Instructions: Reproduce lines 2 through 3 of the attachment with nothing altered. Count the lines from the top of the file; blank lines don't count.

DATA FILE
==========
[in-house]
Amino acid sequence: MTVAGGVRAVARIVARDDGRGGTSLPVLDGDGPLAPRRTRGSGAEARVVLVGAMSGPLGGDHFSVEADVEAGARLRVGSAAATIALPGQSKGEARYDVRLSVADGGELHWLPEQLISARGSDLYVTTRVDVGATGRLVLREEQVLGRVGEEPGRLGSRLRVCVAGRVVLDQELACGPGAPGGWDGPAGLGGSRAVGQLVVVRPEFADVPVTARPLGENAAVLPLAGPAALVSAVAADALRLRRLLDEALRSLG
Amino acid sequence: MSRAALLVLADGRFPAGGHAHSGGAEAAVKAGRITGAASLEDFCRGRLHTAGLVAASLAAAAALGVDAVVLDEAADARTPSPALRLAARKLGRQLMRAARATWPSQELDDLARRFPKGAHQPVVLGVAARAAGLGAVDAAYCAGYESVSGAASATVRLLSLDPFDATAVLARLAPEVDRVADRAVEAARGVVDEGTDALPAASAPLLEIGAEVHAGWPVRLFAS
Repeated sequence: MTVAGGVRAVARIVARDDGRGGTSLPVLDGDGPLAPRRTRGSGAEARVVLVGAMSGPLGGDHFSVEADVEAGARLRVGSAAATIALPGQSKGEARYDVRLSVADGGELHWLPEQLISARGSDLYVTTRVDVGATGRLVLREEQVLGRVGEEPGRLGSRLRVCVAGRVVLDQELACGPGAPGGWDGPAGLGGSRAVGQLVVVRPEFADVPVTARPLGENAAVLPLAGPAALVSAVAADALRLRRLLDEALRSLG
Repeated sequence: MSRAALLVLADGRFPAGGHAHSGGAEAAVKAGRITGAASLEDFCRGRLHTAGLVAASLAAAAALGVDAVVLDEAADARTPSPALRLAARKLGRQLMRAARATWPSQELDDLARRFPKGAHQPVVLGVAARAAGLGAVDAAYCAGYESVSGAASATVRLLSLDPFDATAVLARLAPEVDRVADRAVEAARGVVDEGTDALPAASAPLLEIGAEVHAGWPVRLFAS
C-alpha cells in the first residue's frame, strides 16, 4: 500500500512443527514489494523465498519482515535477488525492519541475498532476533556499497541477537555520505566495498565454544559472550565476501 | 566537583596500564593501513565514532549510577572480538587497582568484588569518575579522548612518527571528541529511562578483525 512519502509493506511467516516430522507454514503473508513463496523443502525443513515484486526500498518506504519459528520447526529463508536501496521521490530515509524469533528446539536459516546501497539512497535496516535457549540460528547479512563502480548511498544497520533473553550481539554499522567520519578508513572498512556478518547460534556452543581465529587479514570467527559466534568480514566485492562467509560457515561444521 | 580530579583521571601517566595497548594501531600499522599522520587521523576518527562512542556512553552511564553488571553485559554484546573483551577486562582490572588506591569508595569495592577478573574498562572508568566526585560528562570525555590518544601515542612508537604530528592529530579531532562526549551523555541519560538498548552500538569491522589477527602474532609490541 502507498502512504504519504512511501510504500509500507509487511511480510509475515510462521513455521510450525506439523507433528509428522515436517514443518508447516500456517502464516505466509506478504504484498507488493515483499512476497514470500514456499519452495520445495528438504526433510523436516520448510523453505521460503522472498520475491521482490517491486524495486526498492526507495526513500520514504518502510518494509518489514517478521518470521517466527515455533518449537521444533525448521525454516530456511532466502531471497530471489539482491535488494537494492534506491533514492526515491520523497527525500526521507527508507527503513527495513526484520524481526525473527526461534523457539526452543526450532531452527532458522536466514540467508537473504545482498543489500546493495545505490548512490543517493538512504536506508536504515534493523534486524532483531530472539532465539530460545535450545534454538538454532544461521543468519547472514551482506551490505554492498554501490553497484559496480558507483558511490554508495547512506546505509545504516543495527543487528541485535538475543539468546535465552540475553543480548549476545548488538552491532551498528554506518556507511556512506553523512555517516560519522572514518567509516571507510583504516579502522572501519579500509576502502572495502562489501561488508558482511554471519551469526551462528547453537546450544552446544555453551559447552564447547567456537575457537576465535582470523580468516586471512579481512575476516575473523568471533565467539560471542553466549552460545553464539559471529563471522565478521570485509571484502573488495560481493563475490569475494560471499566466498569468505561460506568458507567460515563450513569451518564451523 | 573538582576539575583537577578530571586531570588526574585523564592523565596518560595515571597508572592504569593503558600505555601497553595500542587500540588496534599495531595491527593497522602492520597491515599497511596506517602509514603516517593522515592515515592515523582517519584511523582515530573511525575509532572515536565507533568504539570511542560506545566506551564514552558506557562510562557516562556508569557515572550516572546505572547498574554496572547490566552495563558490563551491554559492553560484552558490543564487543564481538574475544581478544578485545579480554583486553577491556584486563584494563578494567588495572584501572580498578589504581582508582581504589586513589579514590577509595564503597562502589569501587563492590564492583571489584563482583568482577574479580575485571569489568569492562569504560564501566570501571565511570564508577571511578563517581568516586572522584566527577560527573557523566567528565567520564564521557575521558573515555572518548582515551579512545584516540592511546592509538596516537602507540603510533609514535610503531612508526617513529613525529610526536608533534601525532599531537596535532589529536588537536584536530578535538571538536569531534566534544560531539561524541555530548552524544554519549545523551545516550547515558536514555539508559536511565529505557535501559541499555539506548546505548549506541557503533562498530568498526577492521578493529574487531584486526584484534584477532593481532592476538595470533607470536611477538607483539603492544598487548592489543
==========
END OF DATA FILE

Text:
Amino acid sequence: MTVAGGVRAVARIVARDDGRGGTSLPVLDGDGPLAPRRTRGSGAEARVVLVGAMSGPLGGDHFSVEADVEAGARLRVGSAAATIALPGQSKGEARYDVRLSVADGGELHWLPEQLISARGSDLYVTTRVDVGATGRLVLREEQVLGRVGEEPGRLGSRLRVCVAGRVVLDQELACGPGAPGGWDGPAGLGGSRAVGQLVVVRPEFADVPVTARPLGENAAVLPLAGPAALVSAVAADALRLRRLLDEALRSLG
Amino acid sequence: MSRAALLVLADGRFPAGGHAHSGGAEAAVKAGRITGAASLEDFCRGRLHTAGLVAASLAAAAALGVDAVVLDEAADARTPSPALRLAARKLGRQLMRAARATWPSQELDDLARRFPKGAHQPVVLGVAARAAGLGAVDAAYCAGYESVSGAASATVRLLSLDPFDATAVLARLAPEVDRVADRAVEAARGVVDEGTDALPAASAPLLEIGAEVHAGWPVRLFAS